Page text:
COPY Draping for the Big Day: Saree Styles in Indian Weddings

Published: Fri, Apr 28, 2023
COPY Draping for the Big Day: Saree Styles in Indian Weddings

The saree is not just an attire but an emotion that is woven stitch by stitch and row by row through generations, decorated with intricate designs and rich colors. Wearing a saree is rooted deep in the heritage of the country, which makes it an integral part of an Indian wedding. It is a piece of clothing that embodies the essence of Indian culture and traditions.

Padmini, the Lotus Lady; by Raja Ravi Varma

Image courtesy: Wikimedia Commons

Draping a saree is an art form symbolizing grace, beauty, and femininity, along with being a symbol of India's cultural diversity. It is a land where contrasts blend well, and each region honors its uniqueness in its own way. Diversity flows through the veins of the country, and the same can be seen in the way of draping a saree.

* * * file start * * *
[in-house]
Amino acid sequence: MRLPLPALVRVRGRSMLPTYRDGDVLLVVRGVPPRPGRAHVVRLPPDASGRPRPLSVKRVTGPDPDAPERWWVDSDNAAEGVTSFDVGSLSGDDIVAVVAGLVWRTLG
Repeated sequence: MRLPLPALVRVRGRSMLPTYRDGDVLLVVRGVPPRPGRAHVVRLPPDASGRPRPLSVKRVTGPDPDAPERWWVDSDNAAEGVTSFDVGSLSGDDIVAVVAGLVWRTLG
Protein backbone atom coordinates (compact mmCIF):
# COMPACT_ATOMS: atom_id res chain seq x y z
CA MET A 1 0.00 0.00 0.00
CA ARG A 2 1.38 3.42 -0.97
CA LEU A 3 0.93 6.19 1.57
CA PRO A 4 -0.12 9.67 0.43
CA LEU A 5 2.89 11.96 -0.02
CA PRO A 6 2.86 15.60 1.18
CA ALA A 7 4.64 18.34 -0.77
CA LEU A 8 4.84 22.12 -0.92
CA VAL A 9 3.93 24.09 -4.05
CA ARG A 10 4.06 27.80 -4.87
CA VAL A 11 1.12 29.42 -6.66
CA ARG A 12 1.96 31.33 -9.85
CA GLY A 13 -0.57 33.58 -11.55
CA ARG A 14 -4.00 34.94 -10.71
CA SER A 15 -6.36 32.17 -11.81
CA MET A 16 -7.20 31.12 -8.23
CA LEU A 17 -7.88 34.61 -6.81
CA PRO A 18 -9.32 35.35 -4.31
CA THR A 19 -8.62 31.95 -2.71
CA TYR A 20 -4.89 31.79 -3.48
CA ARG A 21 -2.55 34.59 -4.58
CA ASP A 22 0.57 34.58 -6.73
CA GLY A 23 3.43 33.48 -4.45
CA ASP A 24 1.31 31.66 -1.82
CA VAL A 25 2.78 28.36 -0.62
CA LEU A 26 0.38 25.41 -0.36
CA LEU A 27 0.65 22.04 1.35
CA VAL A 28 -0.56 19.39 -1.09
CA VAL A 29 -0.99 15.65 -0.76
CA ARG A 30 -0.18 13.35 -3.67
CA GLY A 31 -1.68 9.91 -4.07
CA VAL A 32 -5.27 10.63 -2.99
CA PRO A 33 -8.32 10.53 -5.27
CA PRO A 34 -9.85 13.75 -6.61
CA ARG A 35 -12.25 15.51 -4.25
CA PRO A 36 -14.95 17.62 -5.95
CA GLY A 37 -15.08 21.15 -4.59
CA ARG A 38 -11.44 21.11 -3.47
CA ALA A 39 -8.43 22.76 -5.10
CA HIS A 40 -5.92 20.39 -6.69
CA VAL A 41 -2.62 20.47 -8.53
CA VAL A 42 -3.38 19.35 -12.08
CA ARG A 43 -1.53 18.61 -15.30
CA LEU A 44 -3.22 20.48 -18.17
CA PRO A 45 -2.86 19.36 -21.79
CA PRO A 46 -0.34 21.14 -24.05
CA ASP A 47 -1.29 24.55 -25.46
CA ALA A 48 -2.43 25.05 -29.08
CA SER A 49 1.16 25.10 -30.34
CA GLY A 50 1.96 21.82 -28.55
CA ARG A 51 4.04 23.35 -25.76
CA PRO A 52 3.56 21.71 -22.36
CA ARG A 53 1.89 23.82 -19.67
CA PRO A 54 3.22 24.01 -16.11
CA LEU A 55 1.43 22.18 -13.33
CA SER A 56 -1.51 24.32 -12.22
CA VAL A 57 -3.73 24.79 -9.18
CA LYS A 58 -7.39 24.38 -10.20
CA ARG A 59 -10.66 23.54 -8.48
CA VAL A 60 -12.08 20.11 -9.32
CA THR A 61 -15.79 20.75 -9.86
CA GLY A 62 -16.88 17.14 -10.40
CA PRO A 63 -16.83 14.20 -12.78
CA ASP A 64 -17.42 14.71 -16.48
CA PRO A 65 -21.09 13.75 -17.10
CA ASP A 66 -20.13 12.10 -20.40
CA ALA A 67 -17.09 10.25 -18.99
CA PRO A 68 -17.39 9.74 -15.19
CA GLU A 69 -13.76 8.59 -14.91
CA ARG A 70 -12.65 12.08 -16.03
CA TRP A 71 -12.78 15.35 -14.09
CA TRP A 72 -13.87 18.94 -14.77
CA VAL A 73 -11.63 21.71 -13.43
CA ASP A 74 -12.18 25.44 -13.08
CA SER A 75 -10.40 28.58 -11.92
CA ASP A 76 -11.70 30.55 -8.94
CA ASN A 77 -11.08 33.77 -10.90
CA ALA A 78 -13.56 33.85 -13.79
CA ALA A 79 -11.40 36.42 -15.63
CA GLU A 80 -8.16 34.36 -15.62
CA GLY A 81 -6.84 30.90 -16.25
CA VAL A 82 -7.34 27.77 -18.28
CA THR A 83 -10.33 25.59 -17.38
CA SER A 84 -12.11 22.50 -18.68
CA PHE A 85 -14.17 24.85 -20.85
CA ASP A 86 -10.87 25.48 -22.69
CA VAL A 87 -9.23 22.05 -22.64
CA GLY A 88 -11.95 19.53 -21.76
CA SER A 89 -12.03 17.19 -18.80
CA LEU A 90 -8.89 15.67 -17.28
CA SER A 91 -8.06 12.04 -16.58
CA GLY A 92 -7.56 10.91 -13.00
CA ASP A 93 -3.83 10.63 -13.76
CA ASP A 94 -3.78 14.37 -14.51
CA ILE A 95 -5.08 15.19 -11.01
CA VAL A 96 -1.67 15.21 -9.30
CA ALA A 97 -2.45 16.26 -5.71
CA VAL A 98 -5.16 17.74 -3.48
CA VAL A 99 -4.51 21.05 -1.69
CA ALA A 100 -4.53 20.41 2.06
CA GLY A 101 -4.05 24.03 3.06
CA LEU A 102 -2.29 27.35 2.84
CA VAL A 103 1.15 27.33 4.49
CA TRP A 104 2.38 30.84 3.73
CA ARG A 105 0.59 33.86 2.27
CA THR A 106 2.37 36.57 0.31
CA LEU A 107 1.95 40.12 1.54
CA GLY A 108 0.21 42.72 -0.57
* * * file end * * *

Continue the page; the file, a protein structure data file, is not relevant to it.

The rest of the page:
A Tapestry Of Traditions—Saree Draping Styles In Indian Weddings

Nivi: The Drape Said To Be From the Rice Bowl of India

Image courtesy: Pinterest

The most common and modern way of draping a saree that we see today has the Nivi drape as its foundation. Some scholars attribute Andhra Pradesh to be its place of origin, while others accredit Jnanadanandini Devi, the sister-in-law of Rabindranath Tagore to have developed this drape.

This drape is so popular that wearing a saree is often represented by it. The royal women of Andhra Pradesh preferred wearing sarees in Nivi drape as it showcased the design and flair of the saree in the best possible way. Even today, women can be seen wearing sarees in the Nivi drape at Indian weddings and other occasions like haldi, sangeet, and engagement.